Want to play at 1080p but don’t want to sacrifice too much graphic settings? Then the RX 570 is your economic gateway to full HD gaming. This GPU is still in the game today due to its very impressive 1080p 60+FPS performance within the entry level gaming category.
Much weaker than the RX 570, but is best known as the “office PC upgrader”. The GTX 1050 Ti directly inherited the GTX 750 Ti’s role in the entry-level GPU market. Well, it was actually introduced at a relatively high price point at first. But the immediate price drop afterwards allowed it to avoid the travesty that its successor, the GTX 1650, suffered.
3. “Most Bang for the Buck”: Most Economically Efficient
Impressive maxed ultra 1080p and tweaked medium 1440p performance combined with an even more impressive price. Sure, dropping the entire cost of an RX 580 is not cheap, but each bit of performance you get out of it is far more than what you paid for. Besides, its cost is still way too low compared to the big baddies above it.
This is possibly Nvidia’s answer to the blunder that is the GTX 1650, in the same way as the GTX 1060 was the “answer” to the disappointing GTX 960. It inches just below the threshold of stable 1440p 60+FPS maxed-settings gameplay, but still needs to tweak settings a bit here and there. Still a monster 1080p gaming GPU though.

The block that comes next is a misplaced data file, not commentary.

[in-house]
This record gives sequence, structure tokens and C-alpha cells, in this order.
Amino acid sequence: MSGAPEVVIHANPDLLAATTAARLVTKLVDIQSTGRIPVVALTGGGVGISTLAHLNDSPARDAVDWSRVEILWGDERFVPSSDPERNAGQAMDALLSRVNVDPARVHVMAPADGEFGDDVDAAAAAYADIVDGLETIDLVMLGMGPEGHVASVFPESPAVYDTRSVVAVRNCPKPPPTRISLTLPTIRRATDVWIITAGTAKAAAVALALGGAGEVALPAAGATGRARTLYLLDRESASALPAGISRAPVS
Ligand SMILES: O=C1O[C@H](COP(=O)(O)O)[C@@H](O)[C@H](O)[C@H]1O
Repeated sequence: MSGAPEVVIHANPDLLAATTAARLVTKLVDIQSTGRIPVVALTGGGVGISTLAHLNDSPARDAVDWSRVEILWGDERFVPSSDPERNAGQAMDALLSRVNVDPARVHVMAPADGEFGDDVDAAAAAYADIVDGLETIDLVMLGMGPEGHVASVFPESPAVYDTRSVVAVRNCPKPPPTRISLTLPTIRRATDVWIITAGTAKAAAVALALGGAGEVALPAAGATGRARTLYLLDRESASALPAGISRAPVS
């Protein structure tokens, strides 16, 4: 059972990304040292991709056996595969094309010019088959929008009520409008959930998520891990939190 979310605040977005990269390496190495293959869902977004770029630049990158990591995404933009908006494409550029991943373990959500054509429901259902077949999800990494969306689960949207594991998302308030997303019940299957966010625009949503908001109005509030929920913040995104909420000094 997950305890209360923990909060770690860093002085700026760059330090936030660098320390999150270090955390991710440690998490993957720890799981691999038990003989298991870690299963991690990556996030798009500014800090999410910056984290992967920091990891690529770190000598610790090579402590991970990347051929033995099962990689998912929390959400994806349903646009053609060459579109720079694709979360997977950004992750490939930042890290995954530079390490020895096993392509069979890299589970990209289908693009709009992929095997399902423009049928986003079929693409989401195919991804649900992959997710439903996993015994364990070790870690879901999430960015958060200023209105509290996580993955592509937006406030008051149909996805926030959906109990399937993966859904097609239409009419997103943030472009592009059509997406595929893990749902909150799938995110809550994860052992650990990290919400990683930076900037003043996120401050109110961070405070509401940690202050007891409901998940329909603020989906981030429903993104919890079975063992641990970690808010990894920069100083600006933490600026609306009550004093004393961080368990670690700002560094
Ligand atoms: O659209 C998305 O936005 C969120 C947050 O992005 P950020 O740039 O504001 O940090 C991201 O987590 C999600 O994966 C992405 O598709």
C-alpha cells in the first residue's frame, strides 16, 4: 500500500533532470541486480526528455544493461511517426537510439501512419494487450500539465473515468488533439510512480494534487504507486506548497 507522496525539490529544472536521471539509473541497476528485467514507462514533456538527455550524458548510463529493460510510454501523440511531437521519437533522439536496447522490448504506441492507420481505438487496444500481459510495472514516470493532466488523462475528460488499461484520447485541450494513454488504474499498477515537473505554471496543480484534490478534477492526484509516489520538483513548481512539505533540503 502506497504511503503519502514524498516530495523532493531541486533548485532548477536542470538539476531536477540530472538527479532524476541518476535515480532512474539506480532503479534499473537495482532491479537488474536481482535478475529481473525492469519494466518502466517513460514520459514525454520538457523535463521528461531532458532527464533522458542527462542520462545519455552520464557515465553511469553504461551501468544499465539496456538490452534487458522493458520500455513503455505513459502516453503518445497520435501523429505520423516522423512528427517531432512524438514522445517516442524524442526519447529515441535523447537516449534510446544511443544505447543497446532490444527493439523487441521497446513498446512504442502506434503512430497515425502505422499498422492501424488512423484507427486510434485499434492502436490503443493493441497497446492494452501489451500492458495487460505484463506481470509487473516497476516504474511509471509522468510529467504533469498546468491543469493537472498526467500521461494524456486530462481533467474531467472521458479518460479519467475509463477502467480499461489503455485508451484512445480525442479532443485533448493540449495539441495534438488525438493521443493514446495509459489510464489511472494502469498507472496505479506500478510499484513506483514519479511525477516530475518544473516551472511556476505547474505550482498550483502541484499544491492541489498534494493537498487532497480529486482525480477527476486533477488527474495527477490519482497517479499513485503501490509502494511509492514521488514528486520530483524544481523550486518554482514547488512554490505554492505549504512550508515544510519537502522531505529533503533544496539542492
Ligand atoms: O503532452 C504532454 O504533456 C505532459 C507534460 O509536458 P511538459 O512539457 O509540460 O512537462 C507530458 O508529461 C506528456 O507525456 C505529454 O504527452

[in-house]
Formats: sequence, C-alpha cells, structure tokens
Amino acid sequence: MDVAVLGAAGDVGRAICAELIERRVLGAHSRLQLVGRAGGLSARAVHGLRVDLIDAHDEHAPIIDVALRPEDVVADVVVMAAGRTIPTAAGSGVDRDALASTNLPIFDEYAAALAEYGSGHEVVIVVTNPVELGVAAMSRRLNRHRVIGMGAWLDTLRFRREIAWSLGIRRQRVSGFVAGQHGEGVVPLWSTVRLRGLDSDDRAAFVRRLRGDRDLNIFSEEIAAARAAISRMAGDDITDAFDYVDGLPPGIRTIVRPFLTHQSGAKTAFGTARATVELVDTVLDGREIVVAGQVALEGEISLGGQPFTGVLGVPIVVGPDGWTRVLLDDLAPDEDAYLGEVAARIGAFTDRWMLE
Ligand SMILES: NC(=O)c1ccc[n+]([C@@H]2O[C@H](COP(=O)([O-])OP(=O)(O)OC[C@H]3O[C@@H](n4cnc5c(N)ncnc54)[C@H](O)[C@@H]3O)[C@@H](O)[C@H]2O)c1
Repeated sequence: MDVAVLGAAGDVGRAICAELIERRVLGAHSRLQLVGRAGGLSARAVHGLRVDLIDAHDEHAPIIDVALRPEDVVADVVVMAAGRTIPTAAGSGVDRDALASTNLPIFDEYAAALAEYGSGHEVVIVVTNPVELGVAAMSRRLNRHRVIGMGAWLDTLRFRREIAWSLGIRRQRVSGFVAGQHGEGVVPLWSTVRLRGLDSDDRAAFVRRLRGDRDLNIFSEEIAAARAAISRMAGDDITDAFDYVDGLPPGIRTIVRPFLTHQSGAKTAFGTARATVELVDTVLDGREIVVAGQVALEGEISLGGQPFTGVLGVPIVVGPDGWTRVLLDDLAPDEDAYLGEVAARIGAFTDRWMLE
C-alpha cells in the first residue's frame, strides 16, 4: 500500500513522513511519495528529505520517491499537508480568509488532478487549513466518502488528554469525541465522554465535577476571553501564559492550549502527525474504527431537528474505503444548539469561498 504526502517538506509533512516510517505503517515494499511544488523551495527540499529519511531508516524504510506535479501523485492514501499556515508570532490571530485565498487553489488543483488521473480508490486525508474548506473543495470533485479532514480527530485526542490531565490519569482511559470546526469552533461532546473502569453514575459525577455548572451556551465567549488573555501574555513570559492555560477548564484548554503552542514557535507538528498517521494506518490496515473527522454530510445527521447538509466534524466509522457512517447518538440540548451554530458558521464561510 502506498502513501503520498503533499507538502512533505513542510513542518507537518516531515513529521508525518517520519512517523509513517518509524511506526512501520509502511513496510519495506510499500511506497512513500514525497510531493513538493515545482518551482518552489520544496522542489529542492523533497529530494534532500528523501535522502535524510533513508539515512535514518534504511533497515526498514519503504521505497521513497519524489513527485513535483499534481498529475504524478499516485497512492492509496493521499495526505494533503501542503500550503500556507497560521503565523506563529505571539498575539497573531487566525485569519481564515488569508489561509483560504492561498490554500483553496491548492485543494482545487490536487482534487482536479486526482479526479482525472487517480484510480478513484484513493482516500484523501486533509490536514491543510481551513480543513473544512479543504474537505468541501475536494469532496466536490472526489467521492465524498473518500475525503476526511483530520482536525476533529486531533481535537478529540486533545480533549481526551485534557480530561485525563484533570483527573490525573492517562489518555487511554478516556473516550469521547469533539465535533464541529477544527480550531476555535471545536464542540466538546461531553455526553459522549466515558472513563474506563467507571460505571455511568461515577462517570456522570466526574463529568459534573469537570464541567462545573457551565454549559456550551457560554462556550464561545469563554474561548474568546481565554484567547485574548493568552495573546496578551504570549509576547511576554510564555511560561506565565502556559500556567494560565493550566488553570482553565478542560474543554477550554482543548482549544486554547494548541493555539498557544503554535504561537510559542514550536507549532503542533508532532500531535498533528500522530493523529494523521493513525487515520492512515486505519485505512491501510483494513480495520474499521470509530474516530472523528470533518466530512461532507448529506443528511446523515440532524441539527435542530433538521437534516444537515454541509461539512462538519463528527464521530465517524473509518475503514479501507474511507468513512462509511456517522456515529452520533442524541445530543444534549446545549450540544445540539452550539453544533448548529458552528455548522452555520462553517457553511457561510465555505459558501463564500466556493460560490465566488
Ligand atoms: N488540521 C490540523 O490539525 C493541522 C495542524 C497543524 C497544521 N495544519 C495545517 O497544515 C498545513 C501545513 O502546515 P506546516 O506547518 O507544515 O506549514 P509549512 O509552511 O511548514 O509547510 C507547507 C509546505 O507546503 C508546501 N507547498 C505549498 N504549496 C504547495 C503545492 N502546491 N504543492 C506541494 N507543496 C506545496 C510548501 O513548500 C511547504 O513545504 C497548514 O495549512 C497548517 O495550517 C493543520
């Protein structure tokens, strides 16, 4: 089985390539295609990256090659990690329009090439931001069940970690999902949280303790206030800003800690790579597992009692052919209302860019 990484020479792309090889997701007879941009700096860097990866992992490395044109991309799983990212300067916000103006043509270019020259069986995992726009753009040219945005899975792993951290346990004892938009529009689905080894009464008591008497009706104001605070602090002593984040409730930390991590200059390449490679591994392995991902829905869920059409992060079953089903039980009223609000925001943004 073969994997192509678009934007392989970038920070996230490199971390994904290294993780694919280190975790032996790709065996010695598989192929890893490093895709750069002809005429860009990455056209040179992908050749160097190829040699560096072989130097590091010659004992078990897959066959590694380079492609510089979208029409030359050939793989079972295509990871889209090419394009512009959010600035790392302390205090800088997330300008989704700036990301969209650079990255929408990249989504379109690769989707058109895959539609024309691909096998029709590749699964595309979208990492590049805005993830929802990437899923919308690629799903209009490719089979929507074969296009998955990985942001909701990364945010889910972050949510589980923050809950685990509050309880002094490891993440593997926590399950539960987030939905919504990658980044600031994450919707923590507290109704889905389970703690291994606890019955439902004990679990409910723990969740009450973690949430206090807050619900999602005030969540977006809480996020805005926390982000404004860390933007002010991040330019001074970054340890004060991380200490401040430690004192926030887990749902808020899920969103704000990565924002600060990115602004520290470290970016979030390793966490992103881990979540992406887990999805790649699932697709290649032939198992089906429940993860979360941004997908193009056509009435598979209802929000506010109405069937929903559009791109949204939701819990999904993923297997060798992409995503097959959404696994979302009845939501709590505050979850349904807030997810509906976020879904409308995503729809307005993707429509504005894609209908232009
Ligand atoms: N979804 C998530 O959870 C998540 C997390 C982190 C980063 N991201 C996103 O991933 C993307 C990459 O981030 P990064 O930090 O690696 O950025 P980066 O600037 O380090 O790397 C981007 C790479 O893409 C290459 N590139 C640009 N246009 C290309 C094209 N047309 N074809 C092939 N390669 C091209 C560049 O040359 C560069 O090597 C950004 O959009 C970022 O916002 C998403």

4. “Is it the Blue Pill, or the Red Pill?”: Welcome to VR Land
Ask any forum what GPU you would need to play VR, and the 1660 Ti would almost always be mentioned at some point amidst the 1080’s and the Vega 64’s. Its stable, high FPS performance at 1440p allows it to provide the viewing stability needed to enjoy VR. In other words, the GTX 1660 Ti protects the user from motion sickness, and thus from barfing.
This GPU can be considered as AMD’s direct answer to the arrival of the GTX 1660 series. Much like its competitor, it can perform admirably well at 1080p, 1440p and 2k at medium to ultra-settings, without the annoying stutter or frame dips.